Like the other newer movies in the Star Wars franchise, The Last Jedi looks set to continue the trend of giving women and non-white characters more prominent speaking roles.
This has been deeply gratifying for its stars as well as fans.
When actress Daisy Ridley first saw the overwhelmingly positive reaction to her character, Rey - the protagonist first introduced in 2015's The Force Awakens - she realised how significant it was to have a woman in that role.
The 25-year-old had known there was a gender gap in films, but "it was so monumental, how people felt about (Rey)".
"And what's great is that everyone is just a great character. Happily, we're falling into broader categories (than just male and female) right now."
Playing a leader on the other side of the conflict is Gwendoline Christie, 39, who as Captain Phasma commands the First Order's stormtroopers.
She says: "I was utterly delighted to see there was a more representative selection of actors that were going to be in The Force Awakens and that has continued."
What's great is that everyone is just a great character. Happily, we're falling into broader categories (than just male and female) right now.
ACTRESS DAISY RIDLEY, who plays the rebel Rey
Crucially, these films are not simply rehashing a cliched idea of what a strong woman should be.
Christie adds: "You get to see women that are not being strong just because they're acting like men - they're doing something else. And also, you're seeing a developed or developing character that's showing some complex traits.
"I'm delighted that something as legendary as Star Wars has decided to be modern and to reflect our society more as it is."
Echoing that is Laura Dern, 50, who plays resistance leader Admiral Holdo.
Describing director Rian Johnson's approach to these female characters as "brilliantly subversive", she says: "I was moved by the fact that he wanted Holdo's strength to first lead with a very deep femininity.
"And to see a powerful female character also be feminine is something that moves away from the stereotypical perception that strong female characters must be like the boys."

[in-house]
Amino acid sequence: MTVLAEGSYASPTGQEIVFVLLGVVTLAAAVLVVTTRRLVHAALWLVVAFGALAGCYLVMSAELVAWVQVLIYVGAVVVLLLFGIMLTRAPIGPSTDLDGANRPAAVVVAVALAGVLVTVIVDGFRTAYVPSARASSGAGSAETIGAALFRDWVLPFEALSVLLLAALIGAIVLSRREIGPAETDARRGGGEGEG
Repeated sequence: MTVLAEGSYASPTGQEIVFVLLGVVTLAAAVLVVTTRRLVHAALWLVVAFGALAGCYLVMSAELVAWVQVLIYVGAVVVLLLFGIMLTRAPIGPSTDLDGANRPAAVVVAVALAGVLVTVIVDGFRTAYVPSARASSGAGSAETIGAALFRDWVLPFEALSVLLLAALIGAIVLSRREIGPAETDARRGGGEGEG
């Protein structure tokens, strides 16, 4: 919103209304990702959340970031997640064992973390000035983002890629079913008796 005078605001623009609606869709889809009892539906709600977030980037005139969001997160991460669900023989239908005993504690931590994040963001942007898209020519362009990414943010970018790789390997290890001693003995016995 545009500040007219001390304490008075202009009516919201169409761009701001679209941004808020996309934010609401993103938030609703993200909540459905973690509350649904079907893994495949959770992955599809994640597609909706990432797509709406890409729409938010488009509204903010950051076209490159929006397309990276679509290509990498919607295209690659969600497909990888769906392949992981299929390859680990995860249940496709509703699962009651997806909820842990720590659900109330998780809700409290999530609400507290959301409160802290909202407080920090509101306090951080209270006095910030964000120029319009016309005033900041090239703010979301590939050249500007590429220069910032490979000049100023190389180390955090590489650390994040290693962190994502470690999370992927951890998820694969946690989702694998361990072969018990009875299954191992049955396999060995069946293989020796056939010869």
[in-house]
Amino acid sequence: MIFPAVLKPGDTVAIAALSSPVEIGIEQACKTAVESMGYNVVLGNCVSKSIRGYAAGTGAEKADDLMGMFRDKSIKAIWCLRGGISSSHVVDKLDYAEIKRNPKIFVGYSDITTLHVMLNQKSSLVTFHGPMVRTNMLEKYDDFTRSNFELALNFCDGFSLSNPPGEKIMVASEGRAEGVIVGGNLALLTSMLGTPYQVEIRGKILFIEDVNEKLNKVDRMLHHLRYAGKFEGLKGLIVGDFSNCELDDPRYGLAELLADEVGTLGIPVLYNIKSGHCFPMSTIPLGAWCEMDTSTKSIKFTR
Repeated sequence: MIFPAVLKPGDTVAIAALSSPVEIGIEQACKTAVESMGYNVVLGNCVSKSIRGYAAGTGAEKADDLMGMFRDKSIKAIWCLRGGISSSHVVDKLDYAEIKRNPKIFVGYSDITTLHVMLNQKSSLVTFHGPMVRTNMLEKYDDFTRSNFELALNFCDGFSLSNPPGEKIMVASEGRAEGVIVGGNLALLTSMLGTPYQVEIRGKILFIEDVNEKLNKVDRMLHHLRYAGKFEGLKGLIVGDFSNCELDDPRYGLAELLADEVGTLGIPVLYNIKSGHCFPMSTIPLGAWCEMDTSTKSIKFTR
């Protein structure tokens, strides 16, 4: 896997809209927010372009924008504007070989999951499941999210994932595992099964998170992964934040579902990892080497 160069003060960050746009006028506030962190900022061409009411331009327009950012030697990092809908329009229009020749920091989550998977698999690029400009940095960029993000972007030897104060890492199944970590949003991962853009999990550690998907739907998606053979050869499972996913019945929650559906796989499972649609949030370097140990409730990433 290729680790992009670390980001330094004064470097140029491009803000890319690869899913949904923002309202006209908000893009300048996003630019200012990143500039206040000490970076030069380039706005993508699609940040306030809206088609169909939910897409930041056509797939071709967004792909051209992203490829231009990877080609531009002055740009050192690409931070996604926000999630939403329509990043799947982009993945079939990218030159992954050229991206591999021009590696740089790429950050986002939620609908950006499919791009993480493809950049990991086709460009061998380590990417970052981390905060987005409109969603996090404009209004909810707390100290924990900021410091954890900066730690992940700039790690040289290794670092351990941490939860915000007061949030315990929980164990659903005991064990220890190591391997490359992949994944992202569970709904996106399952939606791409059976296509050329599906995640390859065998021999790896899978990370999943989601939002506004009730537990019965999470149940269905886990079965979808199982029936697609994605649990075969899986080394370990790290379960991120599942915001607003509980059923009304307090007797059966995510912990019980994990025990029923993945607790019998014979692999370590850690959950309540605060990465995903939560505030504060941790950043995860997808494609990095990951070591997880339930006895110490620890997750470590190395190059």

I'm delighted that something as legendary as Star Wars has decided to be modern and to reflect our society more as it is.
ACTRESS GWENDOLINE CHRISTIE, who plays Captain Phasma
That said, "the girls in this movie kick some butt", adds Kelly Marie Tran, whose character, Rose Tico, fights for the resistance. "They are all so good."
The men on the film were happy about this too.
Oscar Isaac, the 38-year-old actor who plays pilot Poe Dameron, says: "The most formative people in my life have been women. That has shaped my destiny so much, so to see that reflected in the film is a beautiful thing. And it is more true to real life."
The only one who is not thrilled, it seems, is the First Order's Supreme Leader, Snoke, played by Andy Serkis, 53.
"Speaking as the leader of the First Order, I'd like to say that Snoke is very unimpressed by the fact that there is such a huge female force that seems to be growing in the universe," he says.
To see a powerful female character also be feminine is something that moves away from the stereotypical perception that strong female characters must be like the boys.
ACTRESS LAURA DERN, who plays resistance leader Admiral Holdo
"It's deeply threatening. It's deeply undermining. It must be stopped. It cannot go on. And this we see a little snatch of in the movie."
Of course, the actress who blazed the trail for women in these films was the beloved late Carrie Fisher, who played Princess Leia in the original trilogy. She died last December at age 60.
The Last Jedi was her last movie and her absence is keenly felt by her former castmates as well as many reporters, who remember her livening up Star Wars press events with her mischievous wit.
Seeing Princess Leia on screen when she was a child was a turning point for Christie.
"When I saw (Star Wars: Episode IV) A New Hope in 1977, I remember thinking, 'Wow, that character's really different. She's really interesting, smart, funny and courageous and she doesn't care what people think and isn't prepared to be told what to do.
"And she doesn't look the same as the homogenised presentation of a woman that we had been used to seeing.
The girls in this movie kick some butt. They are all so good.
ACTRESS KELLY MARIE TRAN, who plays resistance member Rose Tico
"That was instrumental to me as someone who didn't feel like she fit in that homogenised view. And it was inspiration that you could be successful without making some terrible huge compromise."
Dern notes that Fisher - an acclaimed screenwriter and Hollywood chronicler - was a feminist icon off-screen too. "We always had Carrie, not just Leia, and her wisdom."
She described the iconic actress - who spoke openly about her struggles with addiction and depression - as fearless, irreverent and "without shame".
"That's what moved me the most about the icon she gave us, but also what she gave us personally, which is to carry who she was so directly and to share her story - and expect nothing less than any of us."